The Life of Mammals (2002–2003)
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Insect Hunters 

Mammals that hunt insects shared the planet with the dinosaurs, but when the giant reptiles disappeared, these creatures seized their chance to conquer new territory. David Attenborough ... See full summary »


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Episode credited cast:
Himself - Presenter


Mammals that hunt insects shared the planet with the dinosaurs, but when the giant reptiles disappeared, these creatures seized their chance to conquer new territory. David Attenborough meets strange bats, dim-witted anteaters, less familiar pangolins, moles that swim through sand and the garden hedgehog in the second part of his new series. Written by Anonymous

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27 November 2002 (UK)  »

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User Reviews

The hunting of insects
23 February 2018 | by See all my reviews

David Attenborough is nothing short of a national treasure. He may apparently dislike the term, but it is hard to not say that about such a great presenter who has contributed significantly to some of the best programmes (of the documentary genre and overall) the BBC has ever aired/produced.

It is really hard picking favourites, let alone a definite favourite, among what Attenborough has done because he has done so many gems. To me though, 'The Life of Mammals' is up there with his crowning achievements and one of the best documentaries ever viewed, and as has been said already there are a lot of great ones. For documentaries on mammals, 'The Life of Mammals' is one of the quintessential ones. It has everything that makes so much of his work so wonderful, hence some of the reiteration of my recent reviews for some of his work (being on a nature documentary binge in my spare time), and deserves everything great that has been said about it.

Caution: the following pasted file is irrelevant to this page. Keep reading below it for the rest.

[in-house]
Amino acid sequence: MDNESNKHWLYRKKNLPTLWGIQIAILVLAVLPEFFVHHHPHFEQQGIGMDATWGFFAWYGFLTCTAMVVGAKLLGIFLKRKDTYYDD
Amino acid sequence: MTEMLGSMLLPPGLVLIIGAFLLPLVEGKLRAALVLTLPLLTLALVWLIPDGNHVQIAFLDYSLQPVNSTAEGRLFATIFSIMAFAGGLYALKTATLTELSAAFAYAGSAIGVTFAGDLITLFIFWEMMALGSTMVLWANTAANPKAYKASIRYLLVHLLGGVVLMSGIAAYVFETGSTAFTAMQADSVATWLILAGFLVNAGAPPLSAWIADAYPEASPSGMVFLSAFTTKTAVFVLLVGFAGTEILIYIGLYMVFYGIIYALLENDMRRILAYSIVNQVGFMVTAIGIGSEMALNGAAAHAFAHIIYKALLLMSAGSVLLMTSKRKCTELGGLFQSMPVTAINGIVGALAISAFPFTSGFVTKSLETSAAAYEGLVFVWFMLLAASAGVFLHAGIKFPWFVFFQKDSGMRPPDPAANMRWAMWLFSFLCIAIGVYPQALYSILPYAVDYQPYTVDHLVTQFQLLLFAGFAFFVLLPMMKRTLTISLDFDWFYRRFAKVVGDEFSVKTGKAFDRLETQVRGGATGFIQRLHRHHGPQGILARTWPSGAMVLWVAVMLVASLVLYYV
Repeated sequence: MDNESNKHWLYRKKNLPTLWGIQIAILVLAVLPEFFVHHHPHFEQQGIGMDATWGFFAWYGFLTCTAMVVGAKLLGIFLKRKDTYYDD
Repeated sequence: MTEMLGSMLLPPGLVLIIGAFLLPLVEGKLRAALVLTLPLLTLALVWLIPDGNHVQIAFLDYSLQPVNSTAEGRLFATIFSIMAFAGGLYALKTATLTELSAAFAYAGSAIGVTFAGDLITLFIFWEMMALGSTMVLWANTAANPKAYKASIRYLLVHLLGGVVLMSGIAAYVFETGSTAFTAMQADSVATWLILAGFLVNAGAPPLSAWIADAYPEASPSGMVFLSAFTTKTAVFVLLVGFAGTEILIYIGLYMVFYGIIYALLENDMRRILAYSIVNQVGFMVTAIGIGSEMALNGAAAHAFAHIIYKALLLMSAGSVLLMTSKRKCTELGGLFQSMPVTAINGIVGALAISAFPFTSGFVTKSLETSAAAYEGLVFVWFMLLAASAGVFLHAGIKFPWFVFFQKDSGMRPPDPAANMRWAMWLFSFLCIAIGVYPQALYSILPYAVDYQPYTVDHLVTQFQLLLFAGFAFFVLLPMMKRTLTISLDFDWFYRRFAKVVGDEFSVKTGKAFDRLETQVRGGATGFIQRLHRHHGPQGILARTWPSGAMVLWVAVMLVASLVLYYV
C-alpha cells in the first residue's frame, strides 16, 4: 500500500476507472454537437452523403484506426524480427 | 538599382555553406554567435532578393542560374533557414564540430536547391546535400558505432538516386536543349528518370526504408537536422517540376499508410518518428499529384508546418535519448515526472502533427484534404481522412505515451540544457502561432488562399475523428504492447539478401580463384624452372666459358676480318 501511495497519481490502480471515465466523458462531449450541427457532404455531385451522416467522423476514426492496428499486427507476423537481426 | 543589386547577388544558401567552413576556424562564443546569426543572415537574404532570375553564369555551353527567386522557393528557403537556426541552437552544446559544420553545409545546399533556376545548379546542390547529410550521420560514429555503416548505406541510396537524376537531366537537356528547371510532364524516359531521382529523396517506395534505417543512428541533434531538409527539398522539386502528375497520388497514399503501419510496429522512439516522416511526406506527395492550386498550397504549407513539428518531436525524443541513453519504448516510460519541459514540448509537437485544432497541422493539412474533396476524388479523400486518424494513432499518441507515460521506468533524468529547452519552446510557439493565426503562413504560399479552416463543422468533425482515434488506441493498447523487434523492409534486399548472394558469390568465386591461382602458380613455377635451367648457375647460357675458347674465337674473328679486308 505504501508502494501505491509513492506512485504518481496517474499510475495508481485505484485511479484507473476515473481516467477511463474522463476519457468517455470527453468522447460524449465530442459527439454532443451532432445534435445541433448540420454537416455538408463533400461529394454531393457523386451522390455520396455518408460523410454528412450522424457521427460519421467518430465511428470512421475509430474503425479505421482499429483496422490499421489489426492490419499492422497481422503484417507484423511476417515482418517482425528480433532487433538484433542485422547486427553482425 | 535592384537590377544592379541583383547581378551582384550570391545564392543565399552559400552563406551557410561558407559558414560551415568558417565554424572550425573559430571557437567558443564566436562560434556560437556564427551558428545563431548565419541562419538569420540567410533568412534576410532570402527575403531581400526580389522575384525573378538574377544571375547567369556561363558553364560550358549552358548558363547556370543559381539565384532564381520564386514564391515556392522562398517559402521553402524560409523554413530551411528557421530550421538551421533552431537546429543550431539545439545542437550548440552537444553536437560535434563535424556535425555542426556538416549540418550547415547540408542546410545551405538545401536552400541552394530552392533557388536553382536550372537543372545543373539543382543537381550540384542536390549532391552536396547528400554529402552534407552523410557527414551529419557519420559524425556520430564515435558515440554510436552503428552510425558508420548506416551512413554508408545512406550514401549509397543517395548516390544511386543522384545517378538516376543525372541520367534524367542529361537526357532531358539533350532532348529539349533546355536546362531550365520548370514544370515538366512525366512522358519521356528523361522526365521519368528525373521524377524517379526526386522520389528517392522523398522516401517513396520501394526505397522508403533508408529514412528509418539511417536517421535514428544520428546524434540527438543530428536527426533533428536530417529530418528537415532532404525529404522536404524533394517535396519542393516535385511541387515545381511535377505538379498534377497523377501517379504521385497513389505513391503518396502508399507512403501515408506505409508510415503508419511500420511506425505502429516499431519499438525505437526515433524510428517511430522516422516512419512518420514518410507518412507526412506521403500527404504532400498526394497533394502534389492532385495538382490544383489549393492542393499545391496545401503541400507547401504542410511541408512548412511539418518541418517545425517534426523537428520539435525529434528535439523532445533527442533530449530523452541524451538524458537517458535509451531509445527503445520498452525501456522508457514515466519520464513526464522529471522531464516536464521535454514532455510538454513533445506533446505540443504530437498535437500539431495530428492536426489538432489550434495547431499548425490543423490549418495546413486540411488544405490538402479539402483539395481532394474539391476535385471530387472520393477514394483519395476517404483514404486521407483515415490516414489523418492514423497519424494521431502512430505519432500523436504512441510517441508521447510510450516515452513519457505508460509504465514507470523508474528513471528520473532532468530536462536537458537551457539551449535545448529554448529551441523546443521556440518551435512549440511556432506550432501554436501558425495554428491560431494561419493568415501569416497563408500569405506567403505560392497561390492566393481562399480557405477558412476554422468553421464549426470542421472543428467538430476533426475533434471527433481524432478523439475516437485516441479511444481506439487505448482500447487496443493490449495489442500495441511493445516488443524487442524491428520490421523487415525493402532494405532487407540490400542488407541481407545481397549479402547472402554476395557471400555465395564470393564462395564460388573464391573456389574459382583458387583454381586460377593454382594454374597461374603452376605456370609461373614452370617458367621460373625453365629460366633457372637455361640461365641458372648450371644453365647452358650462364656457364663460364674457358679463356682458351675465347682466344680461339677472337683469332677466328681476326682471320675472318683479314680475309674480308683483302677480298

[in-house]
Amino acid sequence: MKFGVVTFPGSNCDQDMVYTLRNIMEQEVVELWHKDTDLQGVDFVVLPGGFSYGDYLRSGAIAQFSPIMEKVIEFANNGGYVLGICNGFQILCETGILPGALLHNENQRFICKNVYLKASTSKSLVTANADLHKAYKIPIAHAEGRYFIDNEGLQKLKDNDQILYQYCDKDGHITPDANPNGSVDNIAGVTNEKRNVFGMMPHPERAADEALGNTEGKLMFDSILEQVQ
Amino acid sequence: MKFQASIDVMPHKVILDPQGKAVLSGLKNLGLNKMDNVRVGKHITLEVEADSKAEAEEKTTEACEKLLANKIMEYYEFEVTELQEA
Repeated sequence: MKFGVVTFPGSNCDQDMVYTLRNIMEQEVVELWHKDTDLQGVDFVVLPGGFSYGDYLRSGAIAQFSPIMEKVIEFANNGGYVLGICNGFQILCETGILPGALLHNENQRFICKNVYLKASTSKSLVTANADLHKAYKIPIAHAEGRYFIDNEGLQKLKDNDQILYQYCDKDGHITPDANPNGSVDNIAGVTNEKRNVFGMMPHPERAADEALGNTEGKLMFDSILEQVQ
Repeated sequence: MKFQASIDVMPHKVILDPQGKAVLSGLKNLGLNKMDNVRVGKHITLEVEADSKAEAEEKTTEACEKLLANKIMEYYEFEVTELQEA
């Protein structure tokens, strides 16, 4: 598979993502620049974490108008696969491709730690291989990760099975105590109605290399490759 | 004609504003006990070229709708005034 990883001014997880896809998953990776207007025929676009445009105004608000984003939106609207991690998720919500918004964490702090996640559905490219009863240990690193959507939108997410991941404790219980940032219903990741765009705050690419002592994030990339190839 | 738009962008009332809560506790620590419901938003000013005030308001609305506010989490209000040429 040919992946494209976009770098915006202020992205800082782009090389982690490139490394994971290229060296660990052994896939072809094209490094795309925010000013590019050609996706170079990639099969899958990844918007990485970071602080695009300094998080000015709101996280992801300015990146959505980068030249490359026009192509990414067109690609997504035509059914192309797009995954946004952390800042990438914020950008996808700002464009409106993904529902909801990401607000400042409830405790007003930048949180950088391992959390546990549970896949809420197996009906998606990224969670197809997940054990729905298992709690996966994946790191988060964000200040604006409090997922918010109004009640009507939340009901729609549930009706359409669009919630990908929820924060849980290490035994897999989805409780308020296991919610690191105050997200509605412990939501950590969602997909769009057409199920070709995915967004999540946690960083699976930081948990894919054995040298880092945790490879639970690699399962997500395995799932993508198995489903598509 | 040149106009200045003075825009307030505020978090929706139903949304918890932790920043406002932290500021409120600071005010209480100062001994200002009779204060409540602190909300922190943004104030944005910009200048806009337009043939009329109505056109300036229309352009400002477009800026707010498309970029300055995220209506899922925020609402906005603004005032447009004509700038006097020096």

After the first episode "A Winning Design" brilliantly set up the consistently high standard of the series and compelled the viewer to see the rest, the slightly more diverse (in animal variety) second episode "Insect Hunters" doesn't disappoint in any way.

First and foremost, "Insect Hunters" looks wonderful. It is gorgeously filmed, done in a completely fluid and natural, sometimes intimate (a great way of connecting even more with the animals), way and never looking static. In fact much of it is remarkably cinematic with some of the shots being unique for a documentary series, making one forget that it is a series. The editing is always succinct and smooth and the scenery is pure magic.

The music score fits very well, never overly grandiose while never being inappropriate.

Like any episode of any Attenborough documentary, "A Winning Design" is fascinating, entertaining and emotionally impactful, leaving one riveted for the whole 50 minutes it lasts. In terms of the facts there was a very good mix of the known ones and the unknown, some facts being familiar to us while going into detail about the different animals, how they evolved, their behaviours and how they adapt.

Narration by Attenborough helps significantly. He clearly knows his stuff and knows what to say and how to say it. He delivers it with his usual richness, soft-spoken enthusiasm and sincerity, never talking down to the viewer and keeping them riveted and wanting to know more.

The animals are big in personality and very diverse. Also wide ranging is the different moods one feels while watching, one finds themselves really caring for what they're told.

"Insect Hunters" doesn't ever feel like an episodic stringing of scenes, instead feeling like its own story (as has been said about Attenborough's work many times by me already), with real, complex emotions and conflicts and animal characters developed in a way a human character would in a film but does it better than several.

Concluding, brilliant once again. 10/10 Bethany Cox

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